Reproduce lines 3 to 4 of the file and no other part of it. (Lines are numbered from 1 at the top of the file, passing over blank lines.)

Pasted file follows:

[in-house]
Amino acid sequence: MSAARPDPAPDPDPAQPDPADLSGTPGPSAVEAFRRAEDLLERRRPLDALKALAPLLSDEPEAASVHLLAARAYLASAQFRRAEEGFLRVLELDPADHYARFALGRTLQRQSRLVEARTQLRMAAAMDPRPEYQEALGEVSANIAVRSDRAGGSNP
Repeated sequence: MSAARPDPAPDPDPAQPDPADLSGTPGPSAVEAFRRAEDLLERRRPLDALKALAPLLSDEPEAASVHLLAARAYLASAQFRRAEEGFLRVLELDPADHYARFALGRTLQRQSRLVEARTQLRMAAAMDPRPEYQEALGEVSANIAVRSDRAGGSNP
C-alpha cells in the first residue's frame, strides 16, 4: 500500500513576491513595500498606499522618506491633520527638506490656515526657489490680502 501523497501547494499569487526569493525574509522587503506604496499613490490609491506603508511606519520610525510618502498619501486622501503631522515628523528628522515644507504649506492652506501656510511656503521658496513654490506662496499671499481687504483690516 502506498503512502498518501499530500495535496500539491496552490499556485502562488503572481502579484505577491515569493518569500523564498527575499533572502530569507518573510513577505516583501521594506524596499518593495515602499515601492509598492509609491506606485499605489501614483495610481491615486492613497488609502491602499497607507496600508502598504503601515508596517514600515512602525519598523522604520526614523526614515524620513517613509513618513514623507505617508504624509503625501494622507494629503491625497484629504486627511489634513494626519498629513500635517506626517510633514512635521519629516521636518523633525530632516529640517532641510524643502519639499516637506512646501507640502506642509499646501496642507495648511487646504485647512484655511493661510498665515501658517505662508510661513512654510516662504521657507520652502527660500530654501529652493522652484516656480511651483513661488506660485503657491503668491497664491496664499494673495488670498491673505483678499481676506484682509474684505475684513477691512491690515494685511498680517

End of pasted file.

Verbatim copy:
Repeated sequence: MSAARPDPAPDPDPAQPDPADLSGTPGPSAVEAFRRAEDLLERRRPLDALKALAPLLSDEPEAASVHLLAARAYLASAQFRRAEEGFLRVLELDPADHYARFALGRTLQRQSRLVEARTQLRMAAAMDPRPEYQEALGEVSANIAVRSDRAGGSNP
C-alpha cells in the first residue's frame, strides 16, 4: 500500500513576491513595500498606499522618506491633520527638506490656515526657489490680502 501523497501547494499569487526569493525574509522587503506604496499613490490609491506603508511606519520610525510618502498619501486622501503631522515628523528628522515644507504649506492652506501656510511656503521658496513654490506662496499671499481687504483690516 502506498503512502498518501499530500495535496500539491496552490499556485502562488503572481502579484505577491515569493518569500523564498527575499533572502530569507518573510513577505516583501521594506524596499518593495515602499515601492509598492509609491506606485499605489501614483495610481491615486492613497488609502491602499497607507496600508502598504503601515508596517514600515512602525519598523522604520526614523526614515524620513517613509513618513514623507505617508504624509503625501494622507494629503491625497484629504486627511489634513494626519498629513500635517506626517510633514512635521519629516521636518523633525530632516529640517532641510524643502519639499516637506512646501507640502506642509499646501496642507495648511487646504485647512484655511493661510498665515501658517505662508510661513512654510516662504521657507520652502527660500530654501529652493522652484516656480511651483513661488506660485503657491503668491497664491496664499494673495488670498491673505483678499481676506484682509474684505475684513477691512491690515494685511498680517